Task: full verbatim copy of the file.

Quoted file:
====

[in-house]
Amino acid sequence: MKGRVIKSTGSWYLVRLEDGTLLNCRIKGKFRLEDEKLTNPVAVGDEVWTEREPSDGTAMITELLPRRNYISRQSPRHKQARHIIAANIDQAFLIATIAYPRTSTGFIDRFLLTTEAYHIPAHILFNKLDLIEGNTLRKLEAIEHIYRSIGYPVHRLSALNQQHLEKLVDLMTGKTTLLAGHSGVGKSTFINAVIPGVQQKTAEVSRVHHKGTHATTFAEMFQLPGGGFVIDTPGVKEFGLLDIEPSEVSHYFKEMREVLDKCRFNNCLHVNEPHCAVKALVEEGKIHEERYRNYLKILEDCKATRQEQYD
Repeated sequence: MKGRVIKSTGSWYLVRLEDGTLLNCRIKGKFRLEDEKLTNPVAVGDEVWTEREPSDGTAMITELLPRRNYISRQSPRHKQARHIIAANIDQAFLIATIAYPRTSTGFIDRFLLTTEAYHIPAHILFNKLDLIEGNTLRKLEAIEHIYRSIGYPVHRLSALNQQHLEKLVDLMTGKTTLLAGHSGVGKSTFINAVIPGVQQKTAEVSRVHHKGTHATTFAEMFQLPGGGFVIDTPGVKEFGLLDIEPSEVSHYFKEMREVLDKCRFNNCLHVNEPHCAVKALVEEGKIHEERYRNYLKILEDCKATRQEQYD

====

[in-house]
Amino acid sequence: MKGRVIKSTGSWYLVRLEDGTLLNCRIKGKFRLEDEKLTNPVAVGDEVWTEREPSDGTAMITELLPRRNYISRQSPRHKQARHIIAANIDQAFLIATIAYPRTSTGFIDRFLLTTEAYHIPAHILFNKLDLIEGNTLRKLEAIEHIYRSIGYPVHRLSALNQQHLEKLVDLMTGKTTLLAGHSGVGKSTFINAVIPGVQQKTAEVSRVHHKGTHATTFAEMFQLPGGGFVIDTPGVKEFGLLDIEPSEVSHYFKEMREVLDKCRFNNCLHVNEPHCAVKALVEEGKIHEERYRNYLKILEDCKATRQEQYD
Repeated sequence: MKGRVIKSTGSWYLVRLEDGTLLNCRIKGKFRLEDEKLTNPVAVGDEVWTEREPSDGTAMITELLPRRNYISRQSPRHKQARHIIAANIDQAFLIATIAYPRTSTGFIDRFLLTTEAYHIPAHILFNKLDLIEGNTLRKLEAIEHIYRSIGYPVHRLSALNQQHLEKLVDLMTGKTTLLAGHSGVGKSTFINAVIPGVQQKTAEVSRVHHKGTHATTFAEMFQLPGGGFVIDTPGVKEFGLLDIEPSEVSHYFKEMREVLDKCRFNNCLHVNEPHCAVKALVEEGKIHEERYRNYLKILEDCKATRQEQYD